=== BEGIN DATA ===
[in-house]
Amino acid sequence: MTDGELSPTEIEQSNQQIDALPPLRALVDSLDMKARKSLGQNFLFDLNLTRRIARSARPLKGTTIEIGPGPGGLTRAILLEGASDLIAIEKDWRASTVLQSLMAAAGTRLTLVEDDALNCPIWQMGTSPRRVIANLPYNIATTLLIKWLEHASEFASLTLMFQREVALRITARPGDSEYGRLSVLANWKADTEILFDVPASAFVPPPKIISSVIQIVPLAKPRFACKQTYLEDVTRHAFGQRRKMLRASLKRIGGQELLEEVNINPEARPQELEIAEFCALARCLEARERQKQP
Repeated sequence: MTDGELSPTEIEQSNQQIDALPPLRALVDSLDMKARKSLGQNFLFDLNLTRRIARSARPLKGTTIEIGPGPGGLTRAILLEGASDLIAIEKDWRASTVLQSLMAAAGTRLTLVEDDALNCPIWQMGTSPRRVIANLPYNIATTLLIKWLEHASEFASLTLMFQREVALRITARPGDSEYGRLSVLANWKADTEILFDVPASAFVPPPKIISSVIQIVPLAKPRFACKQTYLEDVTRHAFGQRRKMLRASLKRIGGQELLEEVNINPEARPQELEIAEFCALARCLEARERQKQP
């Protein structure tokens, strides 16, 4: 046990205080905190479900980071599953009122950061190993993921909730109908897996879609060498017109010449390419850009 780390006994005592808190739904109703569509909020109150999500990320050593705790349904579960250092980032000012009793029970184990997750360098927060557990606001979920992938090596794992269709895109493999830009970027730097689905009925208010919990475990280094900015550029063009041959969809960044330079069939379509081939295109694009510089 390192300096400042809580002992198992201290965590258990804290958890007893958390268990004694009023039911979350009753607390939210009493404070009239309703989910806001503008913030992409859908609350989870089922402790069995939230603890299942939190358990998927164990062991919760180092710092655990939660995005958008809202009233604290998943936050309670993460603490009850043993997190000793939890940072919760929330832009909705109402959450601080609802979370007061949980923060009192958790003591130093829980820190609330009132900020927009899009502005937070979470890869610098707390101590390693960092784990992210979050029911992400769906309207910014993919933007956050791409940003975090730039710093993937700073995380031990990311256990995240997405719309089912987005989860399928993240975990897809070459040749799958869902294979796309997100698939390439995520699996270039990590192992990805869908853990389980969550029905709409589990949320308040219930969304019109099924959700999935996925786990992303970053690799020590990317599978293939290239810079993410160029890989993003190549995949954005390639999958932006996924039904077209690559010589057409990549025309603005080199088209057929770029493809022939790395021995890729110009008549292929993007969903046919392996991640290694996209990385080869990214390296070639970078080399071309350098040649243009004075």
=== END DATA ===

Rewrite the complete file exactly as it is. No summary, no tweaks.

[in-house]
Amino acid sequence: MTDGELSPTEIEQSNQQIDALPPLRALVDSLDMKARKSLGQNFLFDLNLTRRIARSARPLKGTTIEIGPGPGGLTRAILLEGASDLIAIEKDWRASTVLQSLMAAAGTRLTLVEDDALNCPIWQMGTSPRRVIANLPYNIATTLLIKWLEHASEFASLTLMFQREVALRITARPGDSEYGRLSVLANWKADTEILFDVPASAFVPPPKIISSVIQIVPLAKPRFACKQTYLEDVTRHAFGQRRKMLRASLKRIGGQELLEEVNINPEARPQELEIAEFCALARCLEARERQKQP
Repeated sequence: MTDGELSPTEIEQSNQQIDALPPLRALVDSLDMKARKSLGQNFLFDLNLTRRIARSARPLKGTTIEIGPGPGGLTRAILLEGASDLIAIEKDWRASTVLQSLMAAAGTRLTLVEDDALNCPIWQMGTSPRRVIANLPYNIATTLLIKWLEHASEFASLTLMFQREVALRITARPGDSEYGRLSVLANWKADTEILFDVPASAFVPPPKIISSVIQIVPLAKPRFACKQTYLEDVTRHAFGQRRKMLRASLKRIGGQELLEEVNINPEARPQELEIAEFCALARCLEARERQKQP
């Protein structure tokens, strides 16, 4: 046990205080905190479900980071599953009122950061190993993921909730109908897996879609060498017109010449390419850009 780390006994005592808190739904109703569509909020109150999500990320050593705790349904579960250092980032000012009793029970184990997750360098927060557990606001979920992938090596794992269709895109493999830009970027730097689905009925208010919990475990280094900015550029063009041959969809960044330079069939379509081939295109694009510089 390192300096400042809580002992198992201290965590258990804290958890007893958390268990004694009023039911979350009753607390939210009493404070009239309703989910806001503008913030992409859908609350989870089922402790069995939230603890299942939190358990998927164990062991919760180092710092655990939660995005958008809202009233604290998943936050309670993460603490009850043993997190000793939890940072919760929330832009909705109402959450601080609802979370007061949980923060009192958790003591130093829980820190609330009132900020927009899009502005937070979470890869610098707390101590390693960092784990992210979050029911992400769906309207910014993919933007956050791409940003975090730039710093993937700073995380031990990311256990995240997405719309089912987005989860399928993240975990897809070459040749799958869902294979796309997100698939390439995520699996270039990590192992990805869908853990389980969550029905709409589990949320308040219930969304019109099924959700999935996925786990992303970053690799020590990317599978293939290239810079993410160029890989993003190549995949954005390639999958932006996924039904077209690559010589057409990549025309603005080199088209057929770029493809022939790395021995890729110009008549292929993007969903046919392996991640290694996209990385080869990214390296070639970078080399071309350098040649243009004075």